Eurovision 2016: The favourites to look out for at this year's contest

Joe and Jake

The Eurovision Song Contest is one of the most watched TV shows in the world.

What's often seen as a bit of a joke or cheesy by some is actually taken extremely seriously in many of the 42 countries taking part.

And this year even Justin Timberlake has decided to premiere the first performance of his new song at the event.

The contest takes place in the Swedish capital Stockholm where duo Joe and Jake will represent the United Kingdom.

But who are their rivals and who are the favourites to win?

Amir from France
Image caption Amir from France probably has the best smile of the competition


France have not done well at Eurovision for decades. You have to go back to 1977 for their last win.

But 2016 could change all that.

They're usually fiercely protective over their songs and insist on them being sung in French.

However, they've broken their national protocol this year with Amir.

He was a contestant on France's version of Pop Idol and The Voice and he's singing J'Ai Cherche - with lyrics in a mixture of English and French.

The song is catchy with hints of Avicii and sounds like something you'd hear on Radio 1. Expect this to do well.

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Sergey Lazarev
Image caption This is a rare picture of Sergey with his clothes on. He likes to flaunt his muscles

Russia are a competitive bunch when it comes to Eurovision.

They regularly come in the top five, whether that's putting forward a group of Russian grannies (2012) or doing an X Factor style euphoric ballad (2015).

They like to throw everything at the performance and this year are being represented by Sergey Lazarev - one of the country's biggest pop stars.

If the music video is anything to go by, the staging is going to be impressive with lots of interactive CGI backgrounds.

Naturally it's drawn comparisons to last year's winner Heroes, which used similar effects.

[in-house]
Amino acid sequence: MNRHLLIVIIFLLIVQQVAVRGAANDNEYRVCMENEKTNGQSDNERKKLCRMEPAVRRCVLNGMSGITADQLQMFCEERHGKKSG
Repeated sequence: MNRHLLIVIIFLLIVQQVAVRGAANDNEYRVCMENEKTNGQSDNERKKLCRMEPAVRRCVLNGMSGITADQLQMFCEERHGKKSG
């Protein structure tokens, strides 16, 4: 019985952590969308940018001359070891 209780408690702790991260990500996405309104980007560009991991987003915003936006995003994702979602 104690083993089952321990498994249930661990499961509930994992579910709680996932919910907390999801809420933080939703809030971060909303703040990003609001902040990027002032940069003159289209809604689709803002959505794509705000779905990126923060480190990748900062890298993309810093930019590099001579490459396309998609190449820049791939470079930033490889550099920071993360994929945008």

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In 2015, Eurovision bosses allowed Australia to compete for the first time ever.

Why? The show is incredibly popular there and it was a good gimmick on the part of the organisers. It went down a storm.

They did well (singer Guy Sebastian came fifth) so have been invited back again.

Dami Im
Image caption Dami was coached by Dannii Minogue on Australia's X Factor and did a storming version of Purple Rain

Their contestant, Dami Im, won Australian X Factor and is bringing a HUGE ballad called Sound Of Silence.

There are several big female ballads this year (think Czech Republic, Ukraine and Italy) but Australia's just edges them.

It also contains the lyric "trying to feel your love through FaceTime". Relevant.

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Joe and Jake
Image caption The boys invited fans to send in selfies which will make up the background of their performance in Stockholm

The UK is unlikely to win but fair play to the British public for sending a song that sounds current.

Joe and Jake were selected in a televised competition with their song You're Not Alone.

It's catchy and upbeat and - as long as it gets a good position in the running order - it should do fairly well for the UK.

The boys both met as solo competitors on The Voice, hit it off as mates and decided to become a duo.

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Sweden are a Eurovision tour de force.

They've won twice in the last four years and could make it two years on the trot with their 2016 entrant Frans.

His simple but effective ballad, If I Were Sorry, was a runaway winner during the country's pre-selection competition.

Frans is representing Sweden
Image caption When he was younger, Frans became famous for writing football anthems

It sounds a touch like the biggest-selling single in the UK this year, Lukas Graham's 7 Years.

It's radio friendly and Frans himself is definitely in the Bieber/1D heartbreaker mould.

Put a bet on this being in the top five.

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Tiny Malta are sending an entrant with a big voice.

Ira Losco could be described as Eurovision royalty. She represented Malta in 2002 and came second.

Ira Losco for Malta
Image caption Ira Losco recently announced her pregnancy, ending lots of speculation in the Maltese press

Her 2016 entry, Walk On Water, is a classy pop affair with echoes of trip hop, R&B and dance.

Malta have also looked to the Swedish influence. Four of the five writers listed on the single are Swedish.

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You're unlikely to hear Ukraine's entry on Radio 1 any time soon.

It's a dark, brooding, almost menacing number - and with reason.

It's all about the singer's great-grandmother who was deported in 1944 by Russia's leader Josef Stalin.

The lyrics include "They come to your house, they kill you all and say: 'We're not guilty'."

Jamala from Ukraine
Image caption Jamala says she needed to perform the song to "free" herself

It's doing well with the bookies though and expects to come top 10 at the very least.

Don't expect any points from Russia though...

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